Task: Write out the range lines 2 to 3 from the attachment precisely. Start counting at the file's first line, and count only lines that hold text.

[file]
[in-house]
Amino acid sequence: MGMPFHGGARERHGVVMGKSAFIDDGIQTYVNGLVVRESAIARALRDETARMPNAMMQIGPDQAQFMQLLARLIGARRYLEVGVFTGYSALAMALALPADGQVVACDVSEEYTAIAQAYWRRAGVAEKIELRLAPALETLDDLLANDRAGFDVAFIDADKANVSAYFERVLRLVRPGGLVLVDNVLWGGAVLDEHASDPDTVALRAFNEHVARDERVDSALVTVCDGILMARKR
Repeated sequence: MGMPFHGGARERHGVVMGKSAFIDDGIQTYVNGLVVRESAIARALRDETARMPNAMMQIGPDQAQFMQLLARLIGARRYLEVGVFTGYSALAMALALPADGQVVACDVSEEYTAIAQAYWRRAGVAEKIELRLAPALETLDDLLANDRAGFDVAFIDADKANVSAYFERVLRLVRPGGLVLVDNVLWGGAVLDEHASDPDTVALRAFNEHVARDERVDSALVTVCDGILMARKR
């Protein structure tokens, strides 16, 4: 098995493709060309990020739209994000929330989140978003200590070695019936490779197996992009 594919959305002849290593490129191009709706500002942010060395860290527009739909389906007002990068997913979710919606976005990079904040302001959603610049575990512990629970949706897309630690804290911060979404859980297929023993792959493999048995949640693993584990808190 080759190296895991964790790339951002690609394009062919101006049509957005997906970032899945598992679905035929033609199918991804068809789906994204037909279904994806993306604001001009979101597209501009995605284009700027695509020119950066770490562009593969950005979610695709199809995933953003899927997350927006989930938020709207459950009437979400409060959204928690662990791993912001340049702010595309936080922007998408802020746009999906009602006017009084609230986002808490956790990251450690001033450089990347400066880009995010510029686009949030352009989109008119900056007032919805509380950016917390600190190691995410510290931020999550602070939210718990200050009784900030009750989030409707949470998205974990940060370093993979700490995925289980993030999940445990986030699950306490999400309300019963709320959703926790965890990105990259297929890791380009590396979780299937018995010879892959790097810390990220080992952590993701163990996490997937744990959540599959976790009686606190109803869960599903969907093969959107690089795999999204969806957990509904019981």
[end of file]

Amino acid sequence: MGMPFHGGARERHGVVMGKSAFIDDGIQTYVNGLVVRESAIARALRDETARMPNAMMQIGPDQAQFMQLLARLIGARRYLEVGVFTGYSALAMALALPADGQVVACDVSEEYTAIAQAYWRRAGVAEKIELRLAPALETLDDLLANDRAGFDVAFIDADKANVSAYFERVLRLVRPGGLVLVDNVLWGGAVLDEHASDPDTVALRAFNEHVARDERVDSALVTVCDGILMARKR
Repeated sequence: MGMPFHGGARERHGVVMGKSAFIDDGIQTYVNGLVVRESAIARALRDETARMPNAMMQIGPDQAQFMQLLARLIGARRYLEVGVFTGYSALAMALALPADGQVVACDVSEEYTAIAQAYWRRAGVAEKIELRLAPALETLDDLLANDRAGFDVAFIDADKANVSAYFERVLRLVRPGGLVLVDNVLWGGAVLDEHASDPDTVALRAFNEHVARDERVDSALVTVCDGILMARKR